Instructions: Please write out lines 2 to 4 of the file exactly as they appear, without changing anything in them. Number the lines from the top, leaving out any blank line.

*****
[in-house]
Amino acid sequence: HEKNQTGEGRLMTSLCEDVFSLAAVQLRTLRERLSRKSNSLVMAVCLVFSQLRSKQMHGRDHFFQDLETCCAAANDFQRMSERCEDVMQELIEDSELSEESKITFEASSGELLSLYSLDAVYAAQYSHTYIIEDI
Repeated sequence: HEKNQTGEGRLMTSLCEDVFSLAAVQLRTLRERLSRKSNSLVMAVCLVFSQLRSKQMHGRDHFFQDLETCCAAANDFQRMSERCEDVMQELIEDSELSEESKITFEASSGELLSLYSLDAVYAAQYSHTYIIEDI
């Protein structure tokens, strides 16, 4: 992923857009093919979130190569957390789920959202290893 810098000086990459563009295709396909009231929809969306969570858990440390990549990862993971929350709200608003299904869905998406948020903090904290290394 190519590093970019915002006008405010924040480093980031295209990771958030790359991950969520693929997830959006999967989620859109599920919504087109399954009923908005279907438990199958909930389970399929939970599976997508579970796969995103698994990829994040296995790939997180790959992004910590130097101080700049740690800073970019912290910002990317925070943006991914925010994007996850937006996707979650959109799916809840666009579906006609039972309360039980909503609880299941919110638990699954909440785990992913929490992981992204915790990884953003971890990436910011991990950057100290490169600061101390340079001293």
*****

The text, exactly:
Amino acid sequence: HEKNQTGEGRLMTSLCEDVFSLAAVQLRTLRERLSRKSNSLVMAVCLVFSQLRSKQMHGRDHFFQDLETCCAAANDFQRMSERCEDVMQELIEDSELSEESKITFEASSGELLSLYSLDAVYAAQYSHTYIIEDI
Repeated sequence: HEKNQTGEGRLMTSLCEDVFSLAAVQLRTLRERLSRKSNSLVMAVCLVFSQLRSKQMHGRDHFFQDLETCCAAANDFQRMSERCEDVMQELIEDSELSEESKITFEASSGELLSLYSLDAVYAAQYSHTYIIEDI
């Protein structure tokens, strides 16, 4: 992923857009093919979130190569957390789920959202290893 810098000086990459563009295709396909009231929809969306969570858990440390990549990862993971929350709200608003299904869905998406948020903090904290290394 190519590093970019915002006008405010924040480093980031295209990771958030790359991950969520693929997830959006999967989620859109599920919504087109399954009923908005279907438990199958909930389970399929939970599976997508579970796969995103698994990829994040296995790939997180790959992004910590130097101080700049740690800073970019912290910002990317925070943006991914925010994007996850937006996707979650959109799916809840666009579906006609039972309360039980909503609880299941919110638990699954909440785990992913929490992981992204915790990884953003971890990436910011991990950057100290490169600061101390340079001293």